Hong Kongers scared by the new security law

Hong Kongers scared by the new security law

China has introduced a new security law in Hong Kong that has created different views of human rights activities, institutions, and people not only in China but even around the world.

While many don’t even know what the law implies, a clue can be derived from the way it makes headlines. The new law is believed to have fundamentally changed the area’s legal system.

The law introduced new crimes that include penalties of up to life imprisonment. It will give mainland security personnel the freedom to legally operate in Hong Kong with impunity. The law grants Beijing far-reaching powers it has never had before.

The reason the law is making headlines is because of the worrying aspects that many legal experts and analysts have cited.

NPC and its team of legal experts from the United States and Hong Kong said on the website that the criminal provisions of the law are broad enough to encompass part of what was previously considered a protected language.

Anyone who understands the details of the new law will agree that Article 29 may be an example of this broad wording.

The article says that anyone who conspires with foreigners to provoke hatred of the Chinese government or Hong Kong authorities could have committed a crime.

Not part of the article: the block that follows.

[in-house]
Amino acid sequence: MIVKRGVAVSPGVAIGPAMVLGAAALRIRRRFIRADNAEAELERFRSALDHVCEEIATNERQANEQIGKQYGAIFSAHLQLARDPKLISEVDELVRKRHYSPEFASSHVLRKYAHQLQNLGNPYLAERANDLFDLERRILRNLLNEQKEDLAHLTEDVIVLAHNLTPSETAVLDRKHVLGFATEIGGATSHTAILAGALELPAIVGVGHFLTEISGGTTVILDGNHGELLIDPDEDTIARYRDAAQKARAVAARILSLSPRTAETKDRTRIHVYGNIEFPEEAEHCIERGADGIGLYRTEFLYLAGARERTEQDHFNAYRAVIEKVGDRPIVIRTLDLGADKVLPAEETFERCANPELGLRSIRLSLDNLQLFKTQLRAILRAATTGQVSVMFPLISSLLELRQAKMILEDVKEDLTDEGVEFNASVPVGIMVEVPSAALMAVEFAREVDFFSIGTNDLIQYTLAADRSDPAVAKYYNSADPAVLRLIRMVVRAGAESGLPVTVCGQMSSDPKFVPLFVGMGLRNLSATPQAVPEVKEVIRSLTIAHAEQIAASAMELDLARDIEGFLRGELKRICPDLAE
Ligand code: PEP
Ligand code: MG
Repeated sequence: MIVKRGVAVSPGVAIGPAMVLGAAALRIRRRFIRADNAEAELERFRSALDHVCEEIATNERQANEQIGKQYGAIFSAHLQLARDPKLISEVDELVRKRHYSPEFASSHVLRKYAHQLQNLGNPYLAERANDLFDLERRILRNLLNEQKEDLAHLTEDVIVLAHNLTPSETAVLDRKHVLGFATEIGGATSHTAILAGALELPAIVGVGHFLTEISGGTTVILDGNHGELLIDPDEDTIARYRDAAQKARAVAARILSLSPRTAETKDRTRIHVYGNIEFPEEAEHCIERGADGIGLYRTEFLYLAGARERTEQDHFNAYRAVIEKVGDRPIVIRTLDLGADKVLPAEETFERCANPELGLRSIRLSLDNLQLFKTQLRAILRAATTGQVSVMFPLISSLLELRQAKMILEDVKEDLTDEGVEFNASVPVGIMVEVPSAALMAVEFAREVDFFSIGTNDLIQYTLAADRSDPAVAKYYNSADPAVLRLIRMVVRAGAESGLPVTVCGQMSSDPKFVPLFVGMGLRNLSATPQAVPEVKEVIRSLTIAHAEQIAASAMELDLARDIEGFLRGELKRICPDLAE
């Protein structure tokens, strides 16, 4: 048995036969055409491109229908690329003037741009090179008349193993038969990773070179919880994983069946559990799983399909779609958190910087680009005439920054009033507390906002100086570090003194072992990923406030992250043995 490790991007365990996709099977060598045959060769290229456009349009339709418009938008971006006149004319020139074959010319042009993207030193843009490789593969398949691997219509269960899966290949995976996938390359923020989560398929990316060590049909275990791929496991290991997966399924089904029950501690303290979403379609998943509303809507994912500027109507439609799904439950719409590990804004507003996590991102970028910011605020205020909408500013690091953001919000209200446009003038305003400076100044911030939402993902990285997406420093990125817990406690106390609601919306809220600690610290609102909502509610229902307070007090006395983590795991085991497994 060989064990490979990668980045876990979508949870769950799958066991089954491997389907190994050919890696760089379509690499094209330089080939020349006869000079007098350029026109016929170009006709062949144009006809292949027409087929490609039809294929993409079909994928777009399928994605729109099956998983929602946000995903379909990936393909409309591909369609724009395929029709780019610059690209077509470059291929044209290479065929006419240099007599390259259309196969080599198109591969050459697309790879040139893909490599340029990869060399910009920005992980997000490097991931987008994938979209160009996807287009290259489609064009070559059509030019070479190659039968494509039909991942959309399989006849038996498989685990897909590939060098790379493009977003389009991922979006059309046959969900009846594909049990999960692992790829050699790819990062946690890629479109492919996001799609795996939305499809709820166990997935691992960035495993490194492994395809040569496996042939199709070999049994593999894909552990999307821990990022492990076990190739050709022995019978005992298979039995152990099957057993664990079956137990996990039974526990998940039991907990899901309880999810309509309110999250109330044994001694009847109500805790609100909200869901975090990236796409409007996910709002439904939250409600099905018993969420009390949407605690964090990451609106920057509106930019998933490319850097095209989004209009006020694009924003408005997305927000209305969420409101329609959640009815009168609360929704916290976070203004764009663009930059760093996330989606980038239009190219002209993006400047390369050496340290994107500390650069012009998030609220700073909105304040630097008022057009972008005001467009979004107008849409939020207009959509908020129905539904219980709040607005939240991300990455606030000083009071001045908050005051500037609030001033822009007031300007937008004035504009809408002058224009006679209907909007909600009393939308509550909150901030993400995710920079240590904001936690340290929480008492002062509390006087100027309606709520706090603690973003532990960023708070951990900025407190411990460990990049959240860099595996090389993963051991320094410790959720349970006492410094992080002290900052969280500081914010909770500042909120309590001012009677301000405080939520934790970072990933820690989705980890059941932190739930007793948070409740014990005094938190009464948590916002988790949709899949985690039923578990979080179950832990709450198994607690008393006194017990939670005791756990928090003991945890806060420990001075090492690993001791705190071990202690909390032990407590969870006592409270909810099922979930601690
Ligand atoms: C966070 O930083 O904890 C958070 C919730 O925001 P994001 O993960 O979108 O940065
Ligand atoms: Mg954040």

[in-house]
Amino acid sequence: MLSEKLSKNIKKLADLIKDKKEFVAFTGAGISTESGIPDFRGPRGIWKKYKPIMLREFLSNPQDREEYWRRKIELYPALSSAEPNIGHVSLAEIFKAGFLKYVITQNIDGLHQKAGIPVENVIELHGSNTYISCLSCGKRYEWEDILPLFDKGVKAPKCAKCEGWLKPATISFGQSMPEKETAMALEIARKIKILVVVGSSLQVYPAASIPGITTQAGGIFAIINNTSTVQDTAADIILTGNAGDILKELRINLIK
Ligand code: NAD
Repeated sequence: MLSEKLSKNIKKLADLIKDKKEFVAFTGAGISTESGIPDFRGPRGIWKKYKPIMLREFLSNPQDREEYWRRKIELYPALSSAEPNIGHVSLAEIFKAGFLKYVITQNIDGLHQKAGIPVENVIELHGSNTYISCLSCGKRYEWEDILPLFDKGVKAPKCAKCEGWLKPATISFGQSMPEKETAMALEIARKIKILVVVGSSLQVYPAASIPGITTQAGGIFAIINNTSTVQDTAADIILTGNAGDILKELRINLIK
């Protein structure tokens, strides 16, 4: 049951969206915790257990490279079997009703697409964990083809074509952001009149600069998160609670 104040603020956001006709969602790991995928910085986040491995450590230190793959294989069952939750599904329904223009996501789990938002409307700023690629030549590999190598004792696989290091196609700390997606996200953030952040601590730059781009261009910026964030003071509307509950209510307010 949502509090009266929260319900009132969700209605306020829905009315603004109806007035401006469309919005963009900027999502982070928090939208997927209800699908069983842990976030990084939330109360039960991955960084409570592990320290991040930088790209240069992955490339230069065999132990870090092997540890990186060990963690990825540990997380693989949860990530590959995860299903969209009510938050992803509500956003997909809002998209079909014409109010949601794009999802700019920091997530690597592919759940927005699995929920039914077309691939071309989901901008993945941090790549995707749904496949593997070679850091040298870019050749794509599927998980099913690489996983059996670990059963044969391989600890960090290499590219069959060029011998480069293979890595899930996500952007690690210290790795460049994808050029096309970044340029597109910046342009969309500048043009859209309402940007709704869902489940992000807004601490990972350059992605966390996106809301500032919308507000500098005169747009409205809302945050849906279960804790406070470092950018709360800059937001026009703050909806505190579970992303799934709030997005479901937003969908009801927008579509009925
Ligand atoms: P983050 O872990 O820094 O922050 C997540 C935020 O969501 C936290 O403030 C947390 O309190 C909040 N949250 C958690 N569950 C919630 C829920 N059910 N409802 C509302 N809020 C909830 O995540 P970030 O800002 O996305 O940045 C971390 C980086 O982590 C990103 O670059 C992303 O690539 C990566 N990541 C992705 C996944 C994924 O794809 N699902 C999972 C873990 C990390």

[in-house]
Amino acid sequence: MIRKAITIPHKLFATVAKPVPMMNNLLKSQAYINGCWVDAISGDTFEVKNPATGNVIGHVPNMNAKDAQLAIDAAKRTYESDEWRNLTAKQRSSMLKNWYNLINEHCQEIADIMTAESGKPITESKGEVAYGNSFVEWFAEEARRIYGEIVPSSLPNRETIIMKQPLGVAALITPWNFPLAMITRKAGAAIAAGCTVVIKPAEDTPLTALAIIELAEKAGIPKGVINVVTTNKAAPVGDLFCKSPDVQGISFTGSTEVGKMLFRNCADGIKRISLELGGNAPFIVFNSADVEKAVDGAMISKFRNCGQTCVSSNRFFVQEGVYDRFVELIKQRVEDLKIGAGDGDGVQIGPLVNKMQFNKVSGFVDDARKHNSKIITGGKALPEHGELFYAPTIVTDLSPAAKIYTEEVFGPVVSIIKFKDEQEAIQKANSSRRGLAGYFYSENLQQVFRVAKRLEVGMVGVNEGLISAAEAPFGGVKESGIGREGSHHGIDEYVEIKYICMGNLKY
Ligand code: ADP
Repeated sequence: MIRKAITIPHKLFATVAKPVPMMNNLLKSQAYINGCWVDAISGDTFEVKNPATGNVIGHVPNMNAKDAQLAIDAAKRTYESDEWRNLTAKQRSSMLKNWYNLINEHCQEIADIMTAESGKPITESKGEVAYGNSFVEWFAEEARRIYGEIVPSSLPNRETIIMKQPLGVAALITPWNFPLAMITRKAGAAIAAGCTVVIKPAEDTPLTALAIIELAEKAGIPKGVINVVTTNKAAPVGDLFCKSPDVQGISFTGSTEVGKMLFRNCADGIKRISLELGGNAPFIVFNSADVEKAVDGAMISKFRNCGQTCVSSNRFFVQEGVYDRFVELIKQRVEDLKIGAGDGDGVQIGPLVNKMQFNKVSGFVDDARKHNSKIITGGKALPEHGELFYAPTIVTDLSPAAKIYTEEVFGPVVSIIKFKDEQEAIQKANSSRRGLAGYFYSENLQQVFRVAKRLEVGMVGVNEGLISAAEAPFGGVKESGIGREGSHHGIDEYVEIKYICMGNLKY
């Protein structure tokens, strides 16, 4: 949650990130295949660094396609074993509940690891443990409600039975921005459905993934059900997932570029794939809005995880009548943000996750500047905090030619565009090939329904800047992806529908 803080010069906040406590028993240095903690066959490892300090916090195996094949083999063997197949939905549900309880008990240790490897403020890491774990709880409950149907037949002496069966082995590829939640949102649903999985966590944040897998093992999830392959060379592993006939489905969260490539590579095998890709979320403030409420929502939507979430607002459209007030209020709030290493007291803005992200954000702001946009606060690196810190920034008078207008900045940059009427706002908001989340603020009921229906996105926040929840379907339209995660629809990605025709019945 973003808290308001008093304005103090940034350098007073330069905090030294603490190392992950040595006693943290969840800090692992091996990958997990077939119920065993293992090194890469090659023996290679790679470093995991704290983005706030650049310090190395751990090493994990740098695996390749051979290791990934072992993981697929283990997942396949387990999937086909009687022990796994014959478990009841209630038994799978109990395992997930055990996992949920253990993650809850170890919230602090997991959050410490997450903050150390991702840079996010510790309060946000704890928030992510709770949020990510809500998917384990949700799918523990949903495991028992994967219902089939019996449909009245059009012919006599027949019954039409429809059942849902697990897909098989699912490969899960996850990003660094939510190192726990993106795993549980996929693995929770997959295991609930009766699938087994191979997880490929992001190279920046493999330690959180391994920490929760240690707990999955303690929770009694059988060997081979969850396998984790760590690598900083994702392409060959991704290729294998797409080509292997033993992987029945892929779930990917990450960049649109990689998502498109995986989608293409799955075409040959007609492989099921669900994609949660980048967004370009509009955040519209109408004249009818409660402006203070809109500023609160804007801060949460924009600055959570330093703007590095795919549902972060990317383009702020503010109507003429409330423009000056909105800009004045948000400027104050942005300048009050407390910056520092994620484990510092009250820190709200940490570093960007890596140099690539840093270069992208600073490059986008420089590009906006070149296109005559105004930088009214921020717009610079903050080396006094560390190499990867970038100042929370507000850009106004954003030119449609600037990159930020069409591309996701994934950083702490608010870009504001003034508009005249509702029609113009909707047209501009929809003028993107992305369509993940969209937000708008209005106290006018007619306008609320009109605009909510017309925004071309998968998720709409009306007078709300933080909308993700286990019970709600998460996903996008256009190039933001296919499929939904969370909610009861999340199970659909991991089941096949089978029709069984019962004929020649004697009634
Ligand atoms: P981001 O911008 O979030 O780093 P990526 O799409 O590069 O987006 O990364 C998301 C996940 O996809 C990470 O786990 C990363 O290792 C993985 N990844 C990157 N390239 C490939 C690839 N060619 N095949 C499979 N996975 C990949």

During a media briefing on Wednesday, Hong Kong Justice Minister Teresa Cheng when asked to define exactly what the provision meant and said she could not give a clear answer.

The other worrying part of the law is contained in Article 55, which contains a vague language. It grants mainland Chinese security forces the right to investigate some national security cases that are complex, serious, or difficult. According to the NPC, these words are very subjective and malleable.

Various human rights organizations have pointed out that the law appears to undermine the protections previously offered to the accused.

Article 41 allows court proceedings to be kept secret and Article 46 court proceedings are conducted without a jury.

In the article, 44 judges can be handpicked by Hong Kong’s chief executive, who is directly responsible for Beijing.

Besides, Article 42 of the law removes the presumption that suspects are given bail. The same provision also seems to indicate that there is no time limit on how long suspects can be detained. It just means that cases should be dealt with on time.

In Article 56, all cases, from investigation to judgment to punishment, can easily be handed over to the mainland authorities.

And in Article 38, foreigners outside of Hong Kong can be legally prosecuted.

Regardless of whether you think the legislation is necessary or not, it is impossible to deny its importance. As Hong Kong leader Carrie Lam put it, this is a turning point. Zhang Xiaoming from the Chinese Office for Hong Kong and Macau Affairs said Wednesday that the law would help restore the stability of the territory. It will bring Hong Kong more into line with mainland laws, procedures, and practices.

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